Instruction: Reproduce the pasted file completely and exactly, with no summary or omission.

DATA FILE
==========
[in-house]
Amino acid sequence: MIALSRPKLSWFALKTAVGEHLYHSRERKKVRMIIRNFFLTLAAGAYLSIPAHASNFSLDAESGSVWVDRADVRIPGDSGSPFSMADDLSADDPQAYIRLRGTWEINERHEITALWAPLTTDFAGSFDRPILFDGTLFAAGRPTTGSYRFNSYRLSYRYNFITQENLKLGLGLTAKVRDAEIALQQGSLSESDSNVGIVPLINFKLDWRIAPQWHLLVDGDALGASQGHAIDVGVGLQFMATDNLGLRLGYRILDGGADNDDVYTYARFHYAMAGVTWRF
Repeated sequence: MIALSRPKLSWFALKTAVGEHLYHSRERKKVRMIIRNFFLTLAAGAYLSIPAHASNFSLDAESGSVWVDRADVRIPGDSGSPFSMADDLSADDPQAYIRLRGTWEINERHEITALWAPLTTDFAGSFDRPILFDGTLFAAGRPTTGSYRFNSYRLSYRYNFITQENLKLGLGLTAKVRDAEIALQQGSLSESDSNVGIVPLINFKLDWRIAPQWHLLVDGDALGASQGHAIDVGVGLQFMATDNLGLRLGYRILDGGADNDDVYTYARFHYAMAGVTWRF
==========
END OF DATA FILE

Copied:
[in-house]
Amino acid sequence: MIALSRPKLSWFALKTAVGEHLYHSRERKKVRMIIRNFFLTLAAGAYLSIPAHASNFSLDAESGSVWVDRADVRIPGDSGSPFSMADDLSADDPQAYIRLRGTWEINERHEITALWAPLTTDFAGSFDRPILFDGTLFAAGRPTTGSYRFNSYRLSYRYNFITQENLKLGLGLTAKVRDAEIALQQGSLSESDSNVGIVPLINFKLDWRIAPQWHLLVDGDALGASQGHAIDVGVGLQFMATDNLGLRLGYRILDGGADNDDVYTYARFHYAMAGVTWRF
Repeated sequence: MIALSRPKLSWFALKTAVGEHLYHSRERKKVRMIIRNFFLTLAAGAYLSIPAHASNFSLDAESGSVWVDRADVRIPGDSGSPFSMADDLSADDPQAYIRLRGTWEINERHEITALWAPLTTDFAGSFDRPILFDGTLFAAGRPTTGSYRFNSYRLSYRYNFITQENLKLGLGLTAKVRDAEIALQQGSLSESDSNVGIVPLINFKLDWRIAPQWHLLVDGDALGASQGHAIDVGVGLQFMATDNLGLRLGYRILDGGADNDDVYTYARFHYAMAGVTWRF